Harrisburg, Dauphin County—Auditor General Jack Wagner said Tuesday that he could not support proposed legislation to privatize the state’s liquor stores because it is a bad deal for both taxpayers and consumers.
Wagner said that the Department of the Auditor General’s analysis concluded that privatization would lead to higher prices on many popular wine and spirits and would fall short of collecting the $470 million the Pennsylvania Liquor Control Board transfers to the state’s General Fund every year.
Wagner will testify against privatization when he appears before the House Liquor Control Committee at 1 p.m. today at the Pennsylvania Convention Center in Philadelphia.
“In certain instances I support privatization because I believe it can be beneficial in appropriate situations,” Wagner said. “However, I oppose privatizing the state’s liquor stores because the negatives far outweigh any potential benefits.”
Wagner said the proposal is a bad deal for taxpayers because in this depressed economy there was no promise the sale of wholesale and retail licenses would generate the almost $2 billion that has been suggested by proponents of the legislation. Also, once the wholesale licenses are auctioned off, the reliable annual income generated by state control of retail liquor sales will be far from guaranteed because the state would no longer collect the taxes directly.
Privatization would be bad for consumers because the proposed tax on wine would be the highest in the nation and the 11th highest tax on spirits, inevitably leading to higher prices, Wagner said. In addition, the selection of wine and spirits available to consumers will greatly decrease under privatization. Each PLCB store carries nearly 2,500 different products, Wagner said. Costco, which was recently named Market Watch’s 2011 Retailer of the Year, carries about 140 different wines and 32 different spirits.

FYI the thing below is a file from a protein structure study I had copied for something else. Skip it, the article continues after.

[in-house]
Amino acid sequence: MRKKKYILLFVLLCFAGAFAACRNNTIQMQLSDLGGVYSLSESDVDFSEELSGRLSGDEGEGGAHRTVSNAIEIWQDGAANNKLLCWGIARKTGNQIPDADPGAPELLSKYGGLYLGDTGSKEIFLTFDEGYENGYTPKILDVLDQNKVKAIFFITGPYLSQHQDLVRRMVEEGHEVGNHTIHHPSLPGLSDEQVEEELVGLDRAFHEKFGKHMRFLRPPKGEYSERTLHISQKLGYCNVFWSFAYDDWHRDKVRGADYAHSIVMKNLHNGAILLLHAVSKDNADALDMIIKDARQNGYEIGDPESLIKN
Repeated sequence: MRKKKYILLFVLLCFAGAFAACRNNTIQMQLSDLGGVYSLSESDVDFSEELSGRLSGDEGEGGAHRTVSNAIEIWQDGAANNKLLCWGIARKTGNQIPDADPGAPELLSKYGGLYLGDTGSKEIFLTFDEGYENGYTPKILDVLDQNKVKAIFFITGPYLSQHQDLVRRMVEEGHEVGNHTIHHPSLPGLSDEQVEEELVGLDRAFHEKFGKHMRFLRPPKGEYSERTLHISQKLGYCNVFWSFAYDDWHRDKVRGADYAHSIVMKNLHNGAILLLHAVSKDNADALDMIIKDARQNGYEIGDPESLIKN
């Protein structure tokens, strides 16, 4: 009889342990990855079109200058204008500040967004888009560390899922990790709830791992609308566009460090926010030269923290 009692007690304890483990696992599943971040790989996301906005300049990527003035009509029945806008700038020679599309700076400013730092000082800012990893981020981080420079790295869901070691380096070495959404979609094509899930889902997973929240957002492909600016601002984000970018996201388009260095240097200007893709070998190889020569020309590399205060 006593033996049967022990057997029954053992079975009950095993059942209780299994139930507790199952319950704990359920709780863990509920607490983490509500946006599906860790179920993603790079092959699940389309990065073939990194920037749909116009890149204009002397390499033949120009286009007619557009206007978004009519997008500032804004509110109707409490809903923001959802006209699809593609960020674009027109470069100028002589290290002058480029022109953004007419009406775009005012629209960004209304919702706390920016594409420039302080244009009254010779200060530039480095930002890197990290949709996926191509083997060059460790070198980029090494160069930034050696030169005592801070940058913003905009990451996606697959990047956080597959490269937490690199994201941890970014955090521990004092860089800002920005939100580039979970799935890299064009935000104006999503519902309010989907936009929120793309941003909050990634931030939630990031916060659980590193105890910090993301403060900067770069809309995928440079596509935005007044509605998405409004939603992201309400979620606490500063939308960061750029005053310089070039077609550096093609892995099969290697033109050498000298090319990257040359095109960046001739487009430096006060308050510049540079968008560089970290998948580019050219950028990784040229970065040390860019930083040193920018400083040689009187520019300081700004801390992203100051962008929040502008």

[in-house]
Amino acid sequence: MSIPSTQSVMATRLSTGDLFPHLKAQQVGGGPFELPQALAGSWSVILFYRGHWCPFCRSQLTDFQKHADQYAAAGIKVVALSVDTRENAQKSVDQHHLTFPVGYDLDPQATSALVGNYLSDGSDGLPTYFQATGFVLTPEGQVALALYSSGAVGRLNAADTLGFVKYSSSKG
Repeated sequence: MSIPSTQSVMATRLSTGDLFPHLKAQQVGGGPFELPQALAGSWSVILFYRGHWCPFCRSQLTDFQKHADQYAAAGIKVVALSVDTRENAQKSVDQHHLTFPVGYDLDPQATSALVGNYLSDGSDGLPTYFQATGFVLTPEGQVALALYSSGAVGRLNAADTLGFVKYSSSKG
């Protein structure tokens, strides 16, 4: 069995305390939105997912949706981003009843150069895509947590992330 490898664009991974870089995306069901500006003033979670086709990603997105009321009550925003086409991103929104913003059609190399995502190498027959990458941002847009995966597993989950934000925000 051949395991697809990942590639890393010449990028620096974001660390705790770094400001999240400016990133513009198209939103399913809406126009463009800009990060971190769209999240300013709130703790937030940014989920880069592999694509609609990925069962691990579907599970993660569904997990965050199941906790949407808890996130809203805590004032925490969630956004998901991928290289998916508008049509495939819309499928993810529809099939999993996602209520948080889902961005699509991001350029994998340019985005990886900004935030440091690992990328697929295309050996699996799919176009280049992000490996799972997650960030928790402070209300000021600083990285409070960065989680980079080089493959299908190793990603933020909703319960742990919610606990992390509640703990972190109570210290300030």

Wagner said that, aside from the fiscal impact, he was greatly concerned that privatization would result in less convenience for people in the state’s rural areas, requiring customers to drive long distances to buy wine and spirits.
Wagner suggested that the General Assembly could greatly improve customer convenience by changing the Liquor Code to allow all state liquor stores to be open seven days per week, 12 hours per day, which would eliminate any rationale for privatization.